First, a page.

Here’s the trailer for the documentary:


Anyhow Back to Obama And Whether We’re Still Supposed to Hate.Him.

Do I sound like I’m in one of those terrible relationships where I confuse temporary adjustments/selective caring with long-term growth & evolution? When you tell your friends that she’s changed, and they sort of give you a “Really Papi?” look? You know, and then you’re rambling: “I know that she’s always been really disrespectful of my feelings and was at Choice C*nts making out with that bitchy girl butttttt she sent me chocolate-covered flower-shaped melons in a swan-shaped bowl at work today, which is actually a private joke between us, long story lol, and also last week she was totally on time, so I think she’s changing right? Oh also she didn’t mean it when she said our relationship was like incest.” Are we acting like that?

I feel like he’s doing stuff, right? I mean he’s complemented us like every week. Look at this note he left in my locker (!!!!!):

I know… he hasn’t moved quickly enough in several areas and could be doing more than he has been for DADT.  Maybe I’m just a sucker for a good line or a well-crafted sentence followed by a deliciously pregnant pause — or maybe I just realize how busy he’s been with stuff like the economy crashing and health care and feel grateful he’s carving out any time for me at all. (I know, I know, that might be a personal issue.)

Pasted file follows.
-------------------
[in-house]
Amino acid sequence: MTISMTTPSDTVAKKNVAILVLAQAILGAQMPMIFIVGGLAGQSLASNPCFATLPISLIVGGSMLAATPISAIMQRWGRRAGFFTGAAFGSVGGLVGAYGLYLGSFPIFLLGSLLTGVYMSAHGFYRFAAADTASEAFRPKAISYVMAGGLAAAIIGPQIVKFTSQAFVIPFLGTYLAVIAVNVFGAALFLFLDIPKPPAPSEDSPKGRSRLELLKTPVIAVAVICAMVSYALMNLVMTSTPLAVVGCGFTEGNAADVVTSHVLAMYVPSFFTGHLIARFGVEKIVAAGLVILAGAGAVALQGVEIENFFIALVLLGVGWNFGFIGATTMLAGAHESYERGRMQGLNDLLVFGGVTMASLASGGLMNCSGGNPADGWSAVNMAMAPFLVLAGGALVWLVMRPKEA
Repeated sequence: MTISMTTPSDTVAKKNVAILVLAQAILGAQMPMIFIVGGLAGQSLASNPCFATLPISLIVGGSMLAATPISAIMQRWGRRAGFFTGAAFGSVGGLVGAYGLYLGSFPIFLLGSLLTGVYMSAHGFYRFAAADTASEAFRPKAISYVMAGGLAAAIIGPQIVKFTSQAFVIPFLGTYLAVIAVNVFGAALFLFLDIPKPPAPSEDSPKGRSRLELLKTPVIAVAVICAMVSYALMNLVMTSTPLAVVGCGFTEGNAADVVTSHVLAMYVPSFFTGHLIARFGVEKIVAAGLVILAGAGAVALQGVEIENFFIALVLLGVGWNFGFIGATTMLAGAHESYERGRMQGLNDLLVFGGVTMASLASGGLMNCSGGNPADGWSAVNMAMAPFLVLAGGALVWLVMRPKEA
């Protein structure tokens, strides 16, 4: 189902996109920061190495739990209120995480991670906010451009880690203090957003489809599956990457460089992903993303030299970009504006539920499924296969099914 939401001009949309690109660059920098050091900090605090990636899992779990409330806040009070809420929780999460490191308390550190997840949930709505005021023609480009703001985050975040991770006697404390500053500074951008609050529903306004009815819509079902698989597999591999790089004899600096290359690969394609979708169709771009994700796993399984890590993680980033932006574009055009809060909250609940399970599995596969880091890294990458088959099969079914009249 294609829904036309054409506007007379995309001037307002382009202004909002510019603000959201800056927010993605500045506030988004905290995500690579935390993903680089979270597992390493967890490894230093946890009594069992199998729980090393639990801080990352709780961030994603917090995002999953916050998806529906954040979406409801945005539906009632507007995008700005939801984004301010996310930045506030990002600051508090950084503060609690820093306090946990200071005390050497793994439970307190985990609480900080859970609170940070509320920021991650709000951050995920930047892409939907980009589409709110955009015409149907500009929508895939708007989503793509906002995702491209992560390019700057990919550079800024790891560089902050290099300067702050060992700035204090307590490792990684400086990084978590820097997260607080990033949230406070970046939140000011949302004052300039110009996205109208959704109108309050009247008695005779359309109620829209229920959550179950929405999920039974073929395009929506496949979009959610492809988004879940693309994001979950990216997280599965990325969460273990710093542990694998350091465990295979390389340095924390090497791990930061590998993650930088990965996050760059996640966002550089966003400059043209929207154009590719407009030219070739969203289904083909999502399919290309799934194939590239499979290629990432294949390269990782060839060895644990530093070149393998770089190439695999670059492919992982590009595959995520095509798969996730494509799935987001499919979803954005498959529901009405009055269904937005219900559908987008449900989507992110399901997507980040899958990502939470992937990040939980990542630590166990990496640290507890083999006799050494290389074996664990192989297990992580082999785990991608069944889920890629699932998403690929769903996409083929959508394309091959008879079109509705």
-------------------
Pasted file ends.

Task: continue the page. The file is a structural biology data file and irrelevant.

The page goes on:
I always liked Obama, you know. I liked him from the get-go. Also, on Election Day 2008, my body torpedoed through an IKEA cabinet I was standing on and my leg got snagged on a series of nails, and now every time I look at the giant scar that canvasses the entire length of my shin, I think of Obama’s victory and our party in Harlem that night. I think of how much hope we had! I had so much hope, in fact, that I ran around with a bloody leg all night, refusing medical care. That’s how much I fucking loved this man.

I want to like him. He’s literally a part of my skin now after all.

Also, I think he’s funny! I like that he has a sense of humor. I mean really, when he makes a joke, I really feel like he gets me. You know? It’s this thing we have.

I really, really, want to like him.

Our Courtship with Obama: A Retrospective

Don’t Ask Don’t Tell

Before I go back to the beginning, let me briefly mention last week, because it was such a big step for us: Last week the progress on Don’t Ask Don’t Tell was a big step. And then the Senate Committee and House Approved the DADT Compromise. But it was a compromise, and Dan Choi still says it ain’t good enouge. The Courage Campaign, however, called DADT “a done deal.”